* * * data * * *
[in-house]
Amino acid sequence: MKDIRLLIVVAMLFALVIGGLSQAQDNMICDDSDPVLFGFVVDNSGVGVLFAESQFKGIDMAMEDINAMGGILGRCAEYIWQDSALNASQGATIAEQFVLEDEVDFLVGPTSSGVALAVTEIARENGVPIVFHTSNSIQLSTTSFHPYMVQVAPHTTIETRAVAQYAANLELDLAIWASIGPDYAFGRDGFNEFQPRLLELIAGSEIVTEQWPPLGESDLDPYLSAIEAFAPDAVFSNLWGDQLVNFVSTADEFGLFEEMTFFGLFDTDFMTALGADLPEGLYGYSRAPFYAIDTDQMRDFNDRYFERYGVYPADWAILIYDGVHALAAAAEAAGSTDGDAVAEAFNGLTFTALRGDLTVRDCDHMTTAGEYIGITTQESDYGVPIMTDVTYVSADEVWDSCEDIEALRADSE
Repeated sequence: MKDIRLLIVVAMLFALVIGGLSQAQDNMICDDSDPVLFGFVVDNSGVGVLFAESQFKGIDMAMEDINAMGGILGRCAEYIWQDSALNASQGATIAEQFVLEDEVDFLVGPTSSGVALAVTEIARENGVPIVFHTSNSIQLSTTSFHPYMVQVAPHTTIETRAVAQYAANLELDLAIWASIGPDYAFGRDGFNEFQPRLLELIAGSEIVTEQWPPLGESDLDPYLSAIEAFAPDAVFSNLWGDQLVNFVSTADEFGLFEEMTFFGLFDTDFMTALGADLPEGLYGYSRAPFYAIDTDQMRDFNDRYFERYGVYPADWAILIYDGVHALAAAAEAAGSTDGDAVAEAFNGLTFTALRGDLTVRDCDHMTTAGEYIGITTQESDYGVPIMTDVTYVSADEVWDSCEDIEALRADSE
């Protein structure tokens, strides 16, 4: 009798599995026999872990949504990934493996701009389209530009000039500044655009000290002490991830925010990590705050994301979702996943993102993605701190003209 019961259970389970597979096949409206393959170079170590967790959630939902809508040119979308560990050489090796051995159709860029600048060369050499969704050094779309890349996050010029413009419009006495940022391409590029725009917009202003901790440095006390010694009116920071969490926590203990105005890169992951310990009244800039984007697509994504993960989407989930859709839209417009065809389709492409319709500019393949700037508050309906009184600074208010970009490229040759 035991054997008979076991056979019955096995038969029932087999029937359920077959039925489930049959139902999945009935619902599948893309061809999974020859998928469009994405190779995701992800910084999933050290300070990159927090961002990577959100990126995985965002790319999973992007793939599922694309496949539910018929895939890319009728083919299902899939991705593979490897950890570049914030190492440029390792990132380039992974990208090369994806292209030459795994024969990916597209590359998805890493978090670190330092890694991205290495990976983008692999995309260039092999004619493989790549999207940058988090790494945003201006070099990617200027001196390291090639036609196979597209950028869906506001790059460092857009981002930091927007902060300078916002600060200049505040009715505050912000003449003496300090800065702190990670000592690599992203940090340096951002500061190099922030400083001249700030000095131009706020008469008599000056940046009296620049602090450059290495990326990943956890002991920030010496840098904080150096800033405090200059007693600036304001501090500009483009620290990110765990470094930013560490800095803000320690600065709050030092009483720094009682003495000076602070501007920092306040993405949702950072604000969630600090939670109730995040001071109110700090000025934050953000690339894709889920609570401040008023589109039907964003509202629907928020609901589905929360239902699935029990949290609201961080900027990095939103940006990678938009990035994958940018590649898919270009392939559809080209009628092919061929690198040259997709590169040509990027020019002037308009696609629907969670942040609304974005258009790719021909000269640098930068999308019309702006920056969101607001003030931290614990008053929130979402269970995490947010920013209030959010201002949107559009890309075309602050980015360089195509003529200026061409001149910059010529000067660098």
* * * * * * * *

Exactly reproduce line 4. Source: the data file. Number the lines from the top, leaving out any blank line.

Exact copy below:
């Protein structure tokens, strides 16, 4: 009798599995026999872990949504990934493996701009389209530009000039500044655009000290002490991830925010990590705050994301979702996943993102993605701190003209 019961259970389970597979096949409206393959170079170590967790959630939902809508040119979308560990050489090796051995159709860029600048060369050499969704050094779309890349996050010029413009419009006495940022391409590029725009917009202003901790440095006390010694009116920071969490926590203990105005890169992951310990009244800039984007697509994504993960989407989930859709839209417009065809389709492409319709500019393949700037508050309906009184600074208010970009490229040759 035991054997008979076991056979019955096995038969029932087999029937359920077959039925489930049959139902999945009935619902599948893309061809999974020859998928469009994405190779995701992800910084999933050290300070990159927090961002990577959100990126995985965002790319999973992007793939599922694309496949539910018929895939890319009728083919299902899939991705593979490897950890570049914030190492440029390792990132380039992974990208090369994806292209030459795994024969990916597209590359998805890493978090670190330092890694991205290495990976983008692999995309260039092999004619493989790549999207940058988090790494945003201006070099990617200027001196390291090639036609196979597209950028869906506001790059460092857009981002930091927007902060300078916002600060200049505040009715505050912000003449003496300090800065702190990670000592690599992203940090340096951002500061190099922030400083001249700030000095131009706020008469008599000056940046009296620049602090450059290495990326990943956890002991920030010496840098904080150096800033405090200059007693600036304001501090500009483009620290990110765990470094930013560490800095803000320690600065709050030092009483720094009682003495000076602070501007920092306040993405949702950072604000969630600090939670109730995040001071109110700090000025934050953000690339894709889920609570401040008023589109039907964003509202629907928020609901589905929360239902699935029990949290609201961080900027990095939103940006990678938009990035994958940018590649898919270009392939559809080209009628092919061929690198040259997709590169040509990027020019002037308009696609629907969670942040609304974005258009790719021909000269640098930068999308019309702006920056969101607001003030931290614990008053929130979402269970995490947010920013209030959010201002949107559009890309075309602050980015360089195509003529200026061409001149910059010529000067660098």